Paddling the silvery Slocan

Castlegar News bi-weekly columnist Gord Turner shares much of what he loves about canoeing

I’ve always been charmed by those lines of poetry by Pauline Johnson describing what it’s like to canoe in the summer: “August is laughing against the sky/Laughing while paddle canoe and I.”

This year I didn’t wait for the late summer warmth of August to go canoeing on my favourite lake—the Slocan.  My canoe partner David and I took two separate trips in July—one with young people I’d never canoed with before, and one with older veterans of the lake.

Over the years, I’ve canoed a lot of different rivers and lakes. Perhaps the most memorable was the eight-day trip on the Bowron Lake circuit with my brother and three of my children when they were younger. My memories include the thrill my young children had at every new test of lake or stream.

As well, I’ve canoed several rivers (some several times) including the Columbia, the Slocan, the Caribou, and the Kettle in British Columbia. Add to that the Red Deer and Milk rivers in Alberta, and I’ve slipped through many channels and found my way to many take-out spots.

Each year I look forward to returning to Slocan Lake. The draw is the west side of the lake with its wilderness aspects.  A number of years ago, environmentalists and outdoors people sought to create a conservancy on the western shores of the Slocan. They were successful in their quest, and so Valhalla Provincial Park was formed.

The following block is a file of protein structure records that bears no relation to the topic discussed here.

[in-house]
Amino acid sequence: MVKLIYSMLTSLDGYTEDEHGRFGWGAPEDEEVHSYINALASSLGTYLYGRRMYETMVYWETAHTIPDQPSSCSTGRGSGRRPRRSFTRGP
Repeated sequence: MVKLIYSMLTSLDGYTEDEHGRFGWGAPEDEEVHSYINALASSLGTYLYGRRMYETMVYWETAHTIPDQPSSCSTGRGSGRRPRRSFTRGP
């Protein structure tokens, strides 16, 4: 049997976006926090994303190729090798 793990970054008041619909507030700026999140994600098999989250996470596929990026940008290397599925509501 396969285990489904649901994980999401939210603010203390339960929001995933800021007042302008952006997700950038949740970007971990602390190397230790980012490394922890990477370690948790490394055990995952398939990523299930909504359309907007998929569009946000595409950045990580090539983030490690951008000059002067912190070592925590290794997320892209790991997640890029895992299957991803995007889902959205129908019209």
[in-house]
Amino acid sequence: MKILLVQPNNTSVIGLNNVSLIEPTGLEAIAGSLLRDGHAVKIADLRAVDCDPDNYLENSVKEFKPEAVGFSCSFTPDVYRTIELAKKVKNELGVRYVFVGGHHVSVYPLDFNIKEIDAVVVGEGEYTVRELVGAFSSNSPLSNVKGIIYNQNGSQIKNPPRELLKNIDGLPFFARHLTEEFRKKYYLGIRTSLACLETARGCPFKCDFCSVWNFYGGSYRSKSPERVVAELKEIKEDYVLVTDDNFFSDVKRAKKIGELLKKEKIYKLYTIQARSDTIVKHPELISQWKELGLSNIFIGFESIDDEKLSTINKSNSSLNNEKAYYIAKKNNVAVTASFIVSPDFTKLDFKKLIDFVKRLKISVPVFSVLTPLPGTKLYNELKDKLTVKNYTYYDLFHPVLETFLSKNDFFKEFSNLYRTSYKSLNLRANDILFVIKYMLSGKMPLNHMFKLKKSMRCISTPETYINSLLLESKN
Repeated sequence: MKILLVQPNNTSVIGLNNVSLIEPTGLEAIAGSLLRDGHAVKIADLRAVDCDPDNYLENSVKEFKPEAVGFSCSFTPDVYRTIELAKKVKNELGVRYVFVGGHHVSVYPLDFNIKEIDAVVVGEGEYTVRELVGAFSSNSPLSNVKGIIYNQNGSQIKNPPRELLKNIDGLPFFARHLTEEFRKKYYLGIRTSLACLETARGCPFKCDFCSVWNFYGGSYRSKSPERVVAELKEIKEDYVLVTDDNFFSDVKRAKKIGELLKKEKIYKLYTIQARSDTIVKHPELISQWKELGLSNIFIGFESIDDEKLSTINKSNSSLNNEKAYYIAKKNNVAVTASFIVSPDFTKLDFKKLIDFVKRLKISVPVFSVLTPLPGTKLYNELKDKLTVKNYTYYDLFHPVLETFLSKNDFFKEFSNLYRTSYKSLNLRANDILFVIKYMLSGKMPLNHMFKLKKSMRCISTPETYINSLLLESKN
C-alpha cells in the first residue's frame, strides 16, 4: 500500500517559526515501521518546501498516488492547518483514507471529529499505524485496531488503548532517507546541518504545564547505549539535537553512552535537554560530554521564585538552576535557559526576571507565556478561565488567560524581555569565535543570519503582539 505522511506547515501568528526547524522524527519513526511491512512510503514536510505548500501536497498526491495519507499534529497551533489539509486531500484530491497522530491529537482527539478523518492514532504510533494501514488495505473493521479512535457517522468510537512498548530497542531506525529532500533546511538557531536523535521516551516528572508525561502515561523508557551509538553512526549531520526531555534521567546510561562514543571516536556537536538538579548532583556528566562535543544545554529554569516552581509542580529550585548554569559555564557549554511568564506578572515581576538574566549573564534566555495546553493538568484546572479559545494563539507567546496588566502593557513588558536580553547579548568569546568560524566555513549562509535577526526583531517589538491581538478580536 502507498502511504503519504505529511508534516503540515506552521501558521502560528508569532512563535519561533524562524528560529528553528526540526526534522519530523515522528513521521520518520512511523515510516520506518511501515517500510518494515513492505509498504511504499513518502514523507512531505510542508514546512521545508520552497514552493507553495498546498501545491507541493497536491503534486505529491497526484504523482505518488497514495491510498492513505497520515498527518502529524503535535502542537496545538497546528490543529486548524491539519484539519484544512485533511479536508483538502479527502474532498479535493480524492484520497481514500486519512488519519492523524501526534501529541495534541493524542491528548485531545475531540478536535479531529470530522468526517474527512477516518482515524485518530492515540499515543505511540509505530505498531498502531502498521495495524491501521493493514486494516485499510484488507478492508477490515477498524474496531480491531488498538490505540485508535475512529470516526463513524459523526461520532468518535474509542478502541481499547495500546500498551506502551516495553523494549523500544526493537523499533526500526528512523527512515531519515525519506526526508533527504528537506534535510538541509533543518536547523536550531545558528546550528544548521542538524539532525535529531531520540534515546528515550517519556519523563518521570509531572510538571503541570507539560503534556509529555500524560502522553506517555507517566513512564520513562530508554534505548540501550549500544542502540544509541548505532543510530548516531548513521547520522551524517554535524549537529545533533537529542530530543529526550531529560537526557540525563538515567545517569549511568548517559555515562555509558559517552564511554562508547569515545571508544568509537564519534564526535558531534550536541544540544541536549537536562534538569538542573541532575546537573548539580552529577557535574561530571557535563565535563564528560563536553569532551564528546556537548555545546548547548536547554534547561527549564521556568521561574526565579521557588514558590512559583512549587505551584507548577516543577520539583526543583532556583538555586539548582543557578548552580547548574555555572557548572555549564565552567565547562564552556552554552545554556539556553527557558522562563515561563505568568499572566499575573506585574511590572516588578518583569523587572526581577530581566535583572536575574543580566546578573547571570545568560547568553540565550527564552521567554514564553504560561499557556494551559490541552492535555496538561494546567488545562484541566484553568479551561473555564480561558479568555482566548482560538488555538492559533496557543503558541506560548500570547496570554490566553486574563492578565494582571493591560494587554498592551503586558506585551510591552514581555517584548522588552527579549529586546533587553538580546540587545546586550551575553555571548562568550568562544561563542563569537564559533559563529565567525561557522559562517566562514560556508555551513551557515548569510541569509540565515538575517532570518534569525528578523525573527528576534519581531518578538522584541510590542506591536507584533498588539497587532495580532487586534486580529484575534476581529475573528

What that means is that no serious logging takes place there, no new roads are being built, and access to the western shore is mainly by boat. True, visitors can hike from Slocan City to the first camping spot at Evans Creek, and major car camping at Wragge Beach exists toward the north end of the lake. But beyond that, canoeists are on their own.

Clearly, the Valhalla wilderness on the west side of Slocan Lake represents a retreat from civilization. Here you set up your tent on a bit of gravel, you fix food that may have a few grains of sand in it, and you drink Adam’s good ale from the nearby rushing creek. In our case, David and I drink his boiled coffee that he affectionately calls “Texas” coffee.

The limited access to the western shore of Slocan keeps the number of visitors down. The people you meet in your campsite (if any do show up) are other canoeists, kayakers, and boaters out on day trips.  You can spend your evenings watching the trout rise and creating small plips as they re-enter the lake.

It’s possible to canoe the entire 30 km. length of Slocan Lake, which can take canoeists from three to five days depending on how much camping they want to do.  We’ve done this trip, entering at the north end in Hills or launching from the sand at Wragge Beach. Take-out is at the main beach at Slocan City.

Along the way, canoeists have camping sites at major creeks roaring down from the Valhallas—Wee Sandy Creek, Nemo Creek, Sharp’s Creek, and Evans Creek, each with its own waterfall or cascade. Other campsites are interspersed along the lake.

If you don’t want to do much canoeing and your focus is on camping, you can launch at Roseberry, New Denver, and Silverton and simply cross the lake to one of the fine camping spots available. Mornings and evenings are the best times to cross the lake as the wind often begins to blow down the lake in the afternoon.

There’s nothing finer than setting out on a quiet, early morning on the glassy-smooth, silvery Slocan with only the sound of the paddles dipping, dipping.

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